valleyguy
08-01-2013, 03:16 PM
update: I got the fuel pump back in correctly and it's pumping gas. Bad news is: the engine still won't
run for more than a few seconds and very, very roughly at that. From sitting so long, I'm sure the carb is all
gummed up and who knows what else.. so I order a new carb repair kit from S.I. Hopefully, that will solve my
problem...

Joe D.

JoeHall
08-01-2013, 09:01 PM
How long has the car been sitting, and how fresh is the gasoline ? What does the gas smell like? If in doubt, disconnect the hose from the tank, set a gallon can in the trunk and run a hose down to connect with the car's gas line. That way you know it has fresh gas.

If the gas is old enough to stink, I would not even think of starting the motor again till it is removed. Varnished gas will stick the rings and valves, in only a few minutes of running.

valleyguy
08-02-2013, 07:02 AM
Joe not sure how old the gas is but it does not smell bad, & looks to be clean coming out of the fuel line.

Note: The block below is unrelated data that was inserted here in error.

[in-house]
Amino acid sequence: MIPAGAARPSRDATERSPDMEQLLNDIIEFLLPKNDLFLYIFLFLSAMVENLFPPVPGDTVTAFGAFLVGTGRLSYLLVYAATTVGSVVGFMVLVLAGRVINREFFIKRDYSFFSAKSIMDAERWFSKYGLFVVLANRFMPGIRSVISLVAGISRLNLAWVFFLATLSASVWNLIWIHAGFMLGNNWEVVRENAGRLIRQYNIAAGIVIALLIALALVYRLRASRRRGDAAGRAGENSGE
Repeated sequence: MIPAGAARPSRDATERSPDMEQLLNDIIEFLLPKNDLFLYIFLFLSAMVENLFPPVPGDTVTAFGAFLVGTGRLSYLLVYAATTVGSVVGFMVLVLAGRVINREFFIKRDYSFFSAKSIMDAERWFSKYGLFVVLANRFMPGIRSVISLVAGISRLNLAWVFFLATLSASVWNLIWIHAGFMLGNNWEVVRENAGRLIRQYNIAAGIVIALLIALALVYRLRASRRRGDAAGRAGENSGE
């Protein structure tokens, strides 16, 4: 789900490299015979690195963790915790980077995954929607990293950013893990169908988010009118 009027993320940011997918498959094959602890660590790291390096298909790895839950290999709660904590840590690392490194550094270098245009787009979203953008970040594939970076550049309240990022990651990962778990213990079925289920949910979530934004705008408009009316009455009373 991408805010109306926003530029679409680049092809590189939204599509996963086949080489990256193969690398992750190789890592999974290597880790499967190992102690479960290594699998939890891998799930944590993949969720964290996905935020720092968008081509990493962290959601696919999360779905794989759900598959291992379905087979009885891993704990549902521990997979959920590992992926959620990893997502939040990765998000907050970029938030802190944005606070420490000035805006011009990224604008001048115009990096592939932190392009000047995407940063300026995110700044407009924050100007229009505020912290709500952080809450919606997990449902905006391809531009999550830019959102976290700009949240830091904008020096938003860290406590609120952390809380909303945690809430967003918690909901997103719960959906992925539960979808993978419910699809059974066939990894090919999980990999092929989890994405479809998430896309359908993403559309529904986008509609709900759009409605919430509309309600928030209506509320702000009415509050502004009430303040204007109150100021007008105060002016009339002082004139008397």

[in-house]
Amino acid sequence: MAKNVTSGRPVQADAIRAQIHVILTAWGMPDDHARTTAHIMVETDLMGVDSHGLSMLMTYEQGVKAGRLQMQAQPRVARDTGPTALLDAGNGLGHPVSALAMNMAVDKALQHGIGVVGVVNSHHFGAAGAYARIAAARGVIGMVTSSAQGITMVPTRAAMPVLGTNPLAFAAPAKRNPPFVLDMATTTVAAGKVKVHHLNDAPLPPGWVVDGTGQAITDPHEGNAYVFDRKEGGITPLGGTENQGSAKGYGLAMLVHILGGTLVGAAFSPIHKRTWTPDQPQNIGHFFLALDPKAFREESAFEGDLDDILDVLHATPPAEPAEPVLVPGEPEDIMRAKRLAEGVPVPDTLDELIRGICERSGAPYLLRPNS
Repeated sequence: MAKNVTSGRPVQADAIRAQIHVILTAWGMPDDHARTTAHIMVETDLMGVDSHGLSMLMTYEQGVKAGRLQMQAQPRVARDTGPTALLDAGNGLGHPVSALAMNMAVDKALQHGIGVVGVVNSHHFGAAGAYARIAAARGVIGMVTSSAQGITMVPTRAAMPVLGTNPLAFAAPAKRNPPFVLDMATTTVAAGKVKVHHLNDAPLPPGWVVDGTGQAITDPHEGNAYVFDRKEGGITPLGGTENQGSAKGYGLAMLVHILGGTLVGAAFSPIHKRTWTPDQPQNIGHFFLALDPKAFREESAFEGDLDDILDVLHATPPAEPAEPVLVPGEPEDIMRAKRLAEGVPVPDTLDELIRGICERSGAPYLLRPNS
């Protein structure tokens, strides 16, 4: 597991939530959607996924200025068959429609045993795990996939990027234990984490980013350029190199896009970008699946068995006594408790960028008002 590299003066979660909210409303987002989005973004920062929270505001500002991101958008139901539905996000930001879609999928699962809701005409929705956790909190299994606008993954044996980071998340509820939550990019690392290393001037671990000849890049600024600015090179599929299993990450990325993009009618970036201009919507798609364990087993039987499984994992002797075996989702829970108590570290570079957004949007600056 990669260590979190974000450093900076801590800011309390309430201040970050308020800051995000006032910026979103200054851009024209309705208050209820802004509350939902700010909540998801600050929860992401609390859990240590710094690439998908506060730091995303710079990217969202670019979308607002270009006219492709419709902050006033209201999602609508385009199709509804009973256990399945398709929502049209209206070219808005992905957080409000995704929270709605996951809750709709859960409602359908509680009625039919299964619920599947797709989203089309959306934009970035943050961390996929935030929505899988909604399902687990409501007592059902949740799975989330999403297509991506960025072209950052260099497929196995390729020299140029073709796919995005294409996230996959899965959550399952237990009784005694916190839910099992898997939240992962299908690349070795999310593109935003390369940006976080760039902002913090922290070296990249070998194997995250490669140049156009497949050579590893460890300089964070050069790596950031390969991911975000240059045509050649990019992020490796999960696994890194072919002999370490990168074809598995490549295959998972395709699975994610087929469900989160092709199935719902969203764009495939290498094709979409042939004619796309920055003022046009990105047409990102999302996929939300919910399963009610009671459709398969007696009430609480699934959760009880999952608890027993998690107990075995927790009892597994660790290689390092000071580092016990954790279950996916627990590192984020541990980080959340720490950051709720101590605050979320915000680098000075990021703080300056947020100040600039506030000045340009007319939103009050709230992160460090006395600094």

There was less than 1/3 of a tank and I added 2 more gallons and some gas conditioner.

Joe D.

alanmende
08-02-2013, 08:25 AM
Hello Joe,

I had the same problem with our '54 Commander Starliner (AKA Grace). It had about a half tank of old gas the color of iced tea. I filled it with fresh fuel and added a couple of ounces of Bell Performance's Ethanol Defense. I'd have to use about a half can of ether to get it to continue to run (a quick spray, start, stall, repeat). I have an electric fuel pump installed back by the tank that I use to prime the system, and it would cause raw fuel to push past the mechanical fuel pump's diaphragm and all over the engine. So I rebuilt the mechanical pump, drained all of the gas from the tank (for the lawn tractor and the modern Brand X's it's okay) and refilled the tank with fresh fuel and more Ethanol Defense. When I cranked the engine, it almost started on the first try, so I gave it another little shot of ether and it's been running fine ever since.